Li Keur: Riel’s Heart of the North (Li Keur) is a new dramatic musical work by Métis librettist, Dr. Suzanne Steele, and composer Neil Weisensel, MMus, BMus, and will premiere in 2021. This major orchestral and vocal work is facilitated by the Canada Council’s New Chapter Award in 2017. The Canada Council New Chapter program was created to showcase diverse artistic expression across Canada and endeavours to create a lasting legacy in the country’s 150th post-Confederation year. The creators are grateful to have the opportunity to be a part of this exciting new chapter in Canada’s artistic history.
Li Keur: Riel’s Heart of the North explores a little-known chapter in Louis Riel’s life and focuses on the beauty and love of the homeland and of its people, the heart of the north, with a focus on the role women have played. The work, for orchestra, soloists, and choruses is in Cree-Michif, French-Michif, Saulteaux, English, and French. Through community engagement and performances, the Métis peoples’ past, present, and future are reimagined in this 21st century work dedicated to reconciliation and truth, as the artists seek to honour all sides of the ancestral blanket.
In 2017, the artists travelled across Western Canada and the northern United States to research Metis culture and Riel’s life, collaborating with local Metis historians and cultural leaders. After consulting with l’Union Nationale Métisse de St. Joseph (founded by Riel himself in 1884), the Canadian Museum for Human Rights in Winnipeg, Indigenous communities, and the Winnipeg Symphony Orchestra, Steele & Weisensel created a fictionalized account of Riel’s years of exile from 1860 to 1880.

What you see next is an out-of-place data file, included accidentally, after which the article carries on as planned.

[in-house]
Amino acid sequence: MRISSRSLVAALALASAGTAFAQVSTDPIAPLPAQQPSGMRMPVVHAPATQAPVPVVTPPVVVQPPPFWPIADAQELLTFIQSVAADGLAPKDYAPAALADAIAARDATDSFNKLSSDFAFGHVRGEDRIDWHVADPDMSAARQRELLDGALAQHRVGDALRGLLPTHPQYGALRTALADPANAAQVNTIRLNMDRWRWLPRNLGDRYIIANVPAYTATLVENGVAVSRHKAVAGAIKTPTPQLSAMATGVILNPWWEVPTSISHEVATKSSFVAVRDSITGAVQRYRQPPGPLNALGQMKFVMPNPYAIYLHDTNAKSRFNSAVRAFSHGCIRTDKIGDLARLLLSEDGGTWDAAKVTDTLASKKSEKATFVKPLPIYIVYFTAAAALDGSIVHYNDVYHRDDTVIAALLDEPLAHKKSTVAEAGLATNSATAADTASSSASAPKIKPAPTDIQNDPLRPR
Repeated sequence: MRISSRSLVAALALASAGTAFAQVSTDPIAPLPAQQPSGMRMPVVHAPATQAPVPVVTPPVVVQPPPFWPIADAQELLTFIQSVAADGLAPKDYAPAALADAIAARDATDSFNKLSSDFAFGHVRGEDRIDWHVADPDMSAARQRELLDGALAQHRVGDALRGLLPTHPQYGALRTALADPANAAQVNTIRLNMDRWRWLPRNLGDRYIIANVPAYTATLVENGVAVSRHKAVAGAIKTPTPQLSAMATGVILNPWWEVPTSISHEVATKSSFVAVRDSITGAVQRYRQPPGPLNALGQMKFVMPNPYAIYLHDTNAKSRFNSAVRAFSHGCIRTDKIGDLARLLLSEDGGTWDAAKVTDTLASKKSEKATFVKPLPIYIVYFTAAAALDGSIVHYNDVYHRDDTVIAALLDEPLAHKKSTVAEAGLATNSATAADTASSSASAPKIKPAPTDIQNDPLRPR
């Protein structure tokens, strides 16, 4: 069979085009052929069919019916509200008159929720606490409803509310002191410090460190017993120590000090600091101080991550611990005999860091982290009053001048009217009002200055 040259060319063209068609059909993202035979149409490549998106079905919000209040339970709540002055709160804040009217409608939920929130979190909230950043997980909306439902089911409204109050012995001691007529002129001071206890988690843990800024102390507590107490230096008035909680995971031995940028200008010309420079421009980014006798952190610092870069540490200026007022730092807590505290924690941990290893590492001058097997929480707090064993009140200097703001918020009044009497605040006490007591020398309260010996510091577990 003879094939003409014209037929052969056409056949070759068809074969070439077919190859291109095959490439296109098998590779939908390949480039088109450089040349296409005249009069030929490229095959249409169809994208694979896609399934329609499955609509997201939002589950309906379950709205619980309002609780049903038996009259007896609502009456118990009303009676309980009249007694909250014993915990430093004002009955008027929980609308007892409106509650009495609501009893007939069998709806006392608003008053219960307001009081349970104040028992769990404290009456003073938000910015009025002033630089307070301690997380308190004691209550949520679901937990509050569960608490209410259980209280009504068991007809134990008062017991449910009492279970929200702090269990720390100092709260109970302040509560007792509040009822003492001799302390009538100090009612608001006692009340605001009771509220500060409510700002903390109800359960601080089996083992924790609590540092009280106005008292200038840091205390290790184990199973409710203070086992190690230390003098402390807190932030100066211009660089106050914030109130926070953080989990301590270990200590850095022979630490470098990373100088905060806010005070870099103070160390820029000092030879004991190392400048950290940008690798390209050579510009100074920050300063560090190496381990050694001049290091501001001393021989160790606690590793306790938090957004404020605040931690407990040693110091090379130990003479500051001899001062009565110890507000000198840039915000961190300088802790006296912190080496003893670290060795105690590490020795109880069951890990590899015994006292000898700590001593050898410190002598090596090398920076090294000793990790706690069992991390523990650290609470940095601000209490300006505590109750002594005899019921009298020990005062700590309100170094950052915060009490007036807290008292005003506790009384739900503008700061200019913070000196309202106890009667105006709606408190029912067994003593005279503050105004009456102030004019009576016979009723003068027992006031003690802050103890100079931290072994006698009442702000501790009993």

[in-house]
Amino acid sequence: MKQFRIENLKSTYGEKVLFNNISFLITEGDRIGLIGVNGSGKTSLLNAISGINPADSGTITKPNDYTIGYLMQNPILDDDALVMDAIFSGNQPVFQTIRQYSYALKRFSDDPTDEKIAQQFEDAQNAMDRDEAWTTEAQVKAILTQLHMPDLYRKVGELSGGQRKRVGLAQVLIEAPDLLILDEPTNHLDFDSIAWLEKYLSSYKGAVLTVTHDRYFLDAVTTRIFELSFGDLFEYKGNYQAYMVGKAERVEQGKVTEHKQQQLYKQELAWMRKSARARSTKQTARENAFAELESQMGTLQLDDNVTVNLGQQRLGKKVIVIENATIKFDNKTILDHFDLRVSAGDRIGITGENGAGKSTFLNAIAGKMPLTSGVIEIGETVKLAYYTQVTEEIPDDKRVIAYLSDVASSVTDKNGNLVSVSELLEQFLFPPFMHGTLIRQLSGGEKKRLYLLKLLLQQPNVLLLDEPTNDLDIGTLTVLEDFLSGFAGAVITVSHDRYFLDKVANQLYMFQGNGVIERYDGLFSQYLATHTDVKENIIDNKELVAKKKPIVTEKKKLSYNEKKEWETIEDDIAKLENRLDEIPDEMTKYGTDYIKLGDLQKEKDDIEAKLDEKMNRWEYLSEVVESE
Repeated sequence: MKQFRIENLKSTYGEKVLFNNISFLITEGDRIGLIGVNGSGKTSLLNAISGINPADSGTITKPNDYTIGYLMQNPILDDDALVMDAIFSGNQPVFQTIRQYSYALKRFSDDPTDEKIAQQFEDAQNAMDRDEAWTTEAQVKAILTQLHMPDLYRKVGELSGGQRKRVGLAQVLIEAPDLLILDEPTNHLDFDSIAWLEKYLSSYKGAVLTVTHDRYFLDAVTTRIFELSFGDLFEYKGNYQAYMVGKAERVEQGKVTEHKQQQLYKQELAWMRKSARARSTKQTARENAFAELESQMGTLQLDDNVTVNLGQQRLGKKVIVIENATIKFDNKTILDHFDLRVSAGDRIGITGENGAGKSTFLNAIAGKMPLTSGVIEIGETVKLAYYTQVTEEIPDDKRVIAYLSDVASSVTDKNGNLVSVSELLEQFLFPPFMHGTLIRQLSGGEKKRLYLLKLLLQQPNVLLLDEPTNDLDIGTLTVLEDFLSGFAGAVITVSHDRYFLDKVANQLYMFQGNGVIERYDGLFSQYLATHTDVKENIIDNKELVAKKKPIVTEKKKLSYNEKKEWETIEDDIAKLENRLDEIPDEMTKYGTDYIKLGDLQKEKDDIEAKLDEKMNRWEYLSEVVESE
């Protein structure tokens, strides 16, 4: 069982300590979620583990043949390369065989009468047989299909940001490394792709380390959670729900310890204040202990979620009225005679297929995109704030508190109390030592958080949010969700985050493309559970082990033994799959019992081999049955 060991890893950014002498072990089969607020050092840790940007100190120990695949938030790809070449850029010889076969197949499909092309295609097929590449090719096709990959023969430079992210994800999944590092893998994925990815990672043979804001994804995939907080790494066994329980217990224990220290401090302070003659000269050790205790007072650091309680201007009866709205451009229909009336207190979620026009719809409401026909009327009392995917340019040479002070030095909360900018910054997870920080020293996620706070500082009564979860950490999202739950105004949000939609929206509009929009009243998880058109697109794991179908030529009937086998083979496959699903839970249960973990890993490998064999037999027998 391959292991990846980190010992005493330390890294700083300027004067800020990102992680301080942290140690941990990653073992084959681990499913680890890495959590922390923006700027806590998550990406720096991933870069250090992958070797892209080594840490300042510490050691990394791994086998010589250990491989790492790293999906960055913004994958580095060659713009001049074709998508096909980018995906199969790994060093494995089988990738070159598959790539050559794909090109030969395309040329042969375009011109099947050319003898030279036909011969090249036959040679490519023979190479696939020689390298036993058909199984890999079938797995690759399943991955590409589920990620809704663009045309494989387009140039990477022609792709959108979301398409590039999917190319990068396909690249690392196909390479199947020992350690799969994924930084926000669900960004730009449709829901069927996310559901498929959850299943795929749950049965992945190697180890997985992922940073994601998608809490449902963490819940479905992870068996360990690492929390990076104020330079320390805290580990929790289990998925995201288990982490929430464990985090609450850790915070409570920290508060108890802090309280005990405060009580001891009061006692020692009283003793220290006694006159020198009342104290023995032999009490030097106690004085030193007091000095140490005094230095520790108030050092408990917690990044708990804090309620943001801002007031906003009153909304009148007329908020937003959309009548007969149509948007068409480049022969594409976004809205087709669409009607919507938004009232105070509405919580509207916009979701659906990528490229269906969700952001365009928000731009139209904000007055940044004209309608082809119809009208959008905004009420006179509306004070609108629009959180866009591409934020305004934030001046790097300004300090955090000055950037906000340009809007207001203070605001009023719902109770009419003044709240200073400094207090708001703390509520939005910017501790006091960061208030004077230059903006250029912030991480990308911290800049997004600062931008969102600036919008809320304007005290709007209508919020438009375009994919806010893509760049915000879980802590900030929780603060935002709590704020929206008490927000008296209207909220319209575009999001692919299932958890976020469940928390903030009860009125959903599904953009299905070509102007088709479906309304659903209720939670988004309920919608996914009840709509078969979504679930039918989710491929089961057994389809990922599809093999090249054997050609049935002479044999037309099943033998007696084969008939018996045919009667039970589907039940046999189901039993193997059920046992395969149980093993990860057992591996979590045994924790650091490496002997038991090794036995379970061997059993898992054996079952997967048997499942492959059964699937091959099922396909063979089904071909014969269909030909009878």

Li Keur is currently a work in progress. Two workshops with actors, singers, piano, and fiddle took place in 2018, and completed excerpts were given a formal performance by the Regina Symphony Orchestra with Indigenous and non-Indigenous soloists, fiddler, and Métis chorus, in March 2019. A complete performance was set to be presented with the Winnipeg symphony Orchestra in October 2020 in commemoration of Manitoba 150, however, the performance is postponed to October 2021 due to the Covid-19 pandemic.
In 2020, Steele and Weisensel were awarded a research grant from the Social Sciences and Humanities Research Council in support of the aesthetic translations of the Indigenous languages being used in the work. An outcome of this project will be a Michif/Saulteaux Pronunciation Database (video, audio, textual) that the creators of Li Keur can use to ensure the quality of translations in the new opera. This resource, housed at Canadian Mennonite University will also be a source for the translators to refer to, as well as for the performers, scholars, and other interested parties interested in learning preserving and celebrating these fragile languages. Subtitles of the translated Indigenous languages will be projected at all performances of Li Keur.
In addition to this, Steele and Weisensel are currently exploring ways to create digital performances of Li Keur in order to take advantage of the opportunities presented by pandemic circumstances.